It required patience and conversation to broker a resolution regarding this month’s exhibition. Sometimes that meant stepping back, reviewing the path so far, so that the next connections could be found and the overall vision once again became clear. The mood, theme and timing to this exhibition eventually coalesced after a bit of careful review and meditation on the works involved. I’d like to share these findings with you, should you be so receptively inclined, please read on.
On view through the inherently contemplative month of January, there are a variety of works at the Alternative Art Space Gallery. Artist in Residence, Fernando DeOliveira, delivers a slower, dreamier collection of paintings in conversation with the optimistic and intimate photography and prints of Corinne DiPietro where both are anchored by the modest though potent sculpture of John Roy. It’s an Art Trifecta.
It is debated (though generally accepted) that this period of time of the year came to be called January by way of the ancient Roman Julian calendar, as the month honoring Janus, a god with one body, one head, but two faces, one looking forward, and the other back. This is a god of beginnings and ends, of thresholds, liminality, a breakpoint from potential to kinetic- dual and yet complete. Janus presides over transitions, changes, in terms of space where He could be seen on doorways, gates, posts, but also times of war to times of peace. It is His presiding over beginnings and ends that had His month as the initiator of the Julian calendar.
Introspection, reflection, review, and allocating so as to make it through the remainder of the leaner winters can come too easily in these cold months. This same somber pensiveness comes through in the pieces for this Invitational. Working to present within a month named after an arguably neglected (though appreciatively honest) two-faced god it’s an easy choice to see the reason for the inclusion of DeOliveira’s diptychs.
These are complementary and contemplative; consider how one balances the other in their structured duality, where they are complete together. The eye and aesthetic enjoy the solidness of two, the stability of a pair, where two paintings, companions, they can prevail. Consider which might be looking forward, ahead to the future, and the other, is it honoring the present or mulling over the past?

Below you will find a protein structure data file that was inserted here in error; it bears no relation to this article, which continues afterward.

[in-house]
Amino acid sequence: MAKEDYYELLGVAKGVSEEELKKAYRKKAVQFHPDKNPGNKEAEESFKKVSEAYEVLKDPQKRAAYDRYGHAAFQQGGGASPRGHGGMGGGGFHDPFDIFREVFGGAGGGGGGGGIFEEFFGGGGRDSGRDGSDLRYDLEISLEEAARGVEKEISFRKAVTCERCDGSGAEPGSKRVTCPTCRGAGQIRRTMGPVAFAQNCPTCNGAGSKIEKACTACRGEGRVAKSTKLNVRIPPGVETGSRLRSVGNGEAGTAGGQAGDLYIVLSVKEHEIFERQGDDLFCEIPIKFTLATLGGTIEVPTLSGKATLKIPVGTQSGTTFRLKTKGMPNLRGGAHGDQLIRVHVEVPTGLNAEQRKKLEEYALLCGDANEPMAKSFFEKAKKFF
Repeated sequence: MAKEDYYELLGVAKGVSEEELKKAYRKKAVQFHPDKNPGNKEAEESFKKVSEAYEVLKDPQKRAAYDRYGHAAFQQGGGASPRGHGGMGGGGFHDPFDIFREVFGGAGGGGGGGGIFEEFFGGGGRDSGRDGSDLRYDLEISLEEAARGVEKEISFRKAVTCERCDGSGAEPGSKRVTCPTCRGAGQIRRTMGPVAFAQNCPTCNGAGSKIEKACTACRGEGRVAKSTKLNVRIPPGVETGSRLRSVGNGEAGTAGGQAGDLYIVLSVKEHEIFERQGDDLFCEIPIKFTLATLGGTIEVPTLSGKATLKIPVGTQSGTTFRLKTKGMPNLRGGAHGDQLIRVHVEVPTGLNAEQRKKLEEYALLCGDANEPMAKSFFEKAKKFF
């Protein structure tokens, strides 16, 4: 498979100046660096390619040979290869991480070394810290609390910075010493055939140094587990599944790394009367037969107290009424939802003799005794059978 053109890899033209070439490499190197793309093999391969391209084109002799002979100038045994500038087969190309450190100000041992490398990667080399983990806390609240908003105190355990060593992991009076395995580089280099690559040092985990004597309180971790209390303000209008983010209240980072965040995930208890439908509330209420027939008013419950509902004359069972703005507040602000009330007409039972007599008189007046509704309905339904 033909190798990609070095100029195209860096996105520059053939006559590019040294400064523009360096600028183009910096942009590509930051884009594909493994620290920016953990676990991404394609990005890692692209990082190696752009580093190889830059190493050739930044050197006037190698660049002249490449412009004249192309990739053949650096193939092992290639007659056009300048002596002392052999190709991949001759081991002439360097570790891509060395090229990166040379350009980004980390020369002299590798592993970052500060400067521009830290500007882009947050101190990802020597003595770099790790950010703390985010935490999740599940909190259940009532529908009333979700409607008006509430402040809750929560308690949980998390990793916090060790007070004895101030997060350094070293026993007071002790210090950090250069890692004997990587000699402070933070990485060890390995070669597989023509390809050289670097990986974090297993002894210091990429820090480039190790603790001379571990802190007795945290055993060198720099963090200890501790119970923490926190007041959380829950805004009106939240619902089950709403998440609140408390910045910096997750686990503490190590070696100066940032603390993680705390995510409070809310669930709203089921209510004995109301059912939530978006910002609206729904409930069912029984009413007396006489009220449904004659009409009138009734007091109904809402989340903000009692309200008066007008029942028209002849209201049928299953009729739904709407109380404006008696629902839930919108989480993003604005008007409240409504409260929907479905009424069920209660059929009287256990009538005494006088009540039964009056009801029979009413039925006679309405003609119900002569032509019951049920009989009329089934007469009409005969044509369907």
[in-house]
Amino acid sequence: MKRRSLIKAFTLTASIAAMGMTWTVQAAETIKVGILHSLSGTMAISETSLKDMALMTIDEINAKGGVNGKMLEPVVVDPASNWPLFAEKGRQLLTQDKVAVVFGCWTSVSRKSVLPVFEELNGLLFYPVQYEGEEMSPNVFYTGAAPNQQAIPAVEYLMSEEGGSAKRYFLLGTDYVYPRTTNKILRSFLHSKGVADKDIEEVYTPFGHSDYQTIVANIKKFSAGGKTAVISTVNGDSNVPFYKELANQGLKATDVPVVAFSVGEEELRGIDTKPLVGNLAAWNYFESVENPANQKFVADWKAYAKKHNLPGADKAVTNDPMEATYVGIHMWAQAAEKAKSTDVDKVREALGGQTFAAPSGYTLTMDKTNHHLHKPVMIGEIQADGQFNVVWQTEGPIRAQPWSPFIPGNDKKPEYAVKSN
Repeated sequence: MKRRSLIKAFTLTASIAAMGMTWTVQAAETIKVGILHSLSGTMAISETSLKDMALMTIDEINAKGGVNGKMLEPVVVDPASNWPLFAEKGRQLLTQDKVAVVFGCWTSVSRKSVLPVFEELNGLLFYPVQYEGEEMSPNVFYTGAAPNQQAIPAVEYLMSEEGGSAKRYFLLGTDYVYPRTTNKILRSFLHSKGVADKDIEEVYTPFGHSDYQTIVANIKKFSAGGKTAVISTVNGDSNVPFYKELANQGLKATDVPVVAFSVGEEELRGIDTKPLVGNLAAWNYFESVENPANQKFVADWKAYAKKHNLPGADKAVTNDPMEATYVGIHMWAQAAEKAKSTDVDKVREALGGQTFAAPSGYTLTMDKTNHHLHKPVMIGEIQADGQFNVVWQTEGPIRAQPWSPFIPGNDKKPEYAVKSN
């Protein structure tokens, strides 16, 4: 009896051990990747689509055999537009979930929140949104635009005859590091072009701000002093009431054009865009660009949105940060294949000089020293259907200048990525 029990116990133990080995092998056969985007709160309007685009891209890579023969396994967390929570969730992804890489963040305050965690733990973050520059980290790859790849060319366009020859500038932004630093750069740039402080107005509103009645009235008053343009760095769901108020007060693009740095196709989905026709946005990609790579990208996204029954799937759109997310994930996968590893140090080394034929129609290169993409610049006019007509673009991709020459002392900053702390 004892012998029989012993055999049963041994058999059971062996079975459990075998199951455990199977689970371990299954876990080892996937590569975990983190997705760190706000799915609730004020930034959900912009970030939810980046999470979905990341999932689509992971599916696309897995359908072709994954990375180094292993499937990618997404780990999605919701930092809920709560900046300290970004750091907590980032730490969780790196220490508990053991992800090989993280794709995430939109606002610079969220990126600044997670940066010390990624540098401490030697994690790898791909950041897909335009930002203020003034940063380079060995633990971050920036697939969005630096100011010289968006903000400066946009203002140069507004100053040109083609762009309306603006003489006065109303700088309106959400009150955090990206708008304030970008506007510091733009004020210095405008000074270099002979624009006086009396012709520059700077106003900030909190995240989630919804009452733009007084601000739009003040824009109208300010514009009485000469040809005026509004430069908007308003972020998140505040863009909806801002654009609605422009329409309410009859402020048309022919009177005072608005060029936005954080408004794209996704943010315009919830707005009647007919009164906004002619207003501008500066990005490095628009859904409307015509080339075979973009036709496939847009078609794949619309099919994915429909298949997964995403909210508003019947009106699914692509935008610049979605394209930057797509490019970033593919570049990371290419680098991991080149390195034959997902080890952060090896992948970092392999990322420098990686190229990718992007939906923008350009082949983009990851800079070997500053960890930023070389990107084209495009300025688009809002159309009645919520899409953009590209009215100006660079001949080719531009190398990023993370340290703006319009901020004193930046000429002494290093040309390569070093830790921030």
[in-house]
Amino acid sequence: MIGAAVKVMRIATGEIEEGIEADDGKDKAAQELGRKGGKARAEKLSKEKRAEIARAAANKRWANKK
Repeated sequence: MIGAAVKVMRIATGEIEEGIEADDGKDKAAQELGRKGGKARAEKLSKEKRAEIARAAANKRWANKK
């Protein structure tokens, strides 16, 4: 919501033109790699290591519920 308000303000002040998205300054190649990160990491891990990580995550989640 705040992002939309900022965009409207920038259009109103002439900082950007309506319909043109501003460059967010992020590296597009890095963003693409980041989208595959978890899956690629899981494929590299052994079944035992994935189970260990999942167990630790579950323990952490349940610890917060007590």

The content of DeOliveira’s paintings, reminiscent of skyscapes with their nebulous abstractions remind of the shift of time, from overcast nights with the cities lights reflected from below to victorious iridescence of a clear winter’s rosy fingered dawn. The teasing of paradox is present nonetheless where the effervescent and fourth dimensionality of time passing is captured by the permanent mark making committed to a singular plane of two directions. So yes Pablo, yet again: “Art is a lie that makes us realize truth, at least the truth that is given us to understand” (Picasso, 1923).
Understanding how a system works in its many forms and functions is a piece of wisdom, it’s an earned gift to the mindful self. This thoughtfulness leaps immediately through the moments captured by DiPietro. Here the artist’s images honor the ebb and flow of life, where the artist (and thus viewer) are reminded of their undeniable connectivity to the natural world, and it’s own intrinsic rhythmic cycles. Brazen fertility bursts forth in sharp contrast to the fallow potential of hibernating limbs, strong and resolute, yet bare and torpid. A single twig rests delicately on the nape of a neck, an intimate placement. A humble loving-kindness plays out in this elegant, haunting image- submission is conveyed by the hand grasping forward the hair, the head and form bowed down, the nape anointed with a simple, curving and budding twig. Phenomenology abounds where a subjectivity honors itself and the loci of it’s experiences.
Action. Reaction. Impulse. Consequences. Size and simplicity belie the power and truth encapsulated in the sculptures and works of John R. Roy. A cup crushed, a glass shattered could potentially be repaired, but never will it be the vessel it once was. These are pieces post- transition, of literal marked coded consumption. They remind of a wild adolescence and thus explore the expense of consequences. A memory can never be unmade once drawn. A childhood cannot be erased. These pieces speak to taciturn and hesitant histories, of rumors circulated among friends and family about just what happened last Friday night at the Joneses. Pre-portioned single-serve forms broken and set are all too eager to level with you, to let you know exactly how it happened, of what’s simmering just below that bright but thin veneer.
There is a kind of responsibility that accompanies acquired knowledge, often best mulled over, reflected upon, slowly explored. Is it passed along? Is it applied? Is it anabalized or catabolized?- That’s up to you. Conveniently, January is the perfect time for just this. With a whole year to look back on, part and parcel of a whole life thus far to draw upon, what comes next? Where do you go now? This suspense is terrible, here’s to hoping it lasts.
Cheers, and see you at Friday's opening.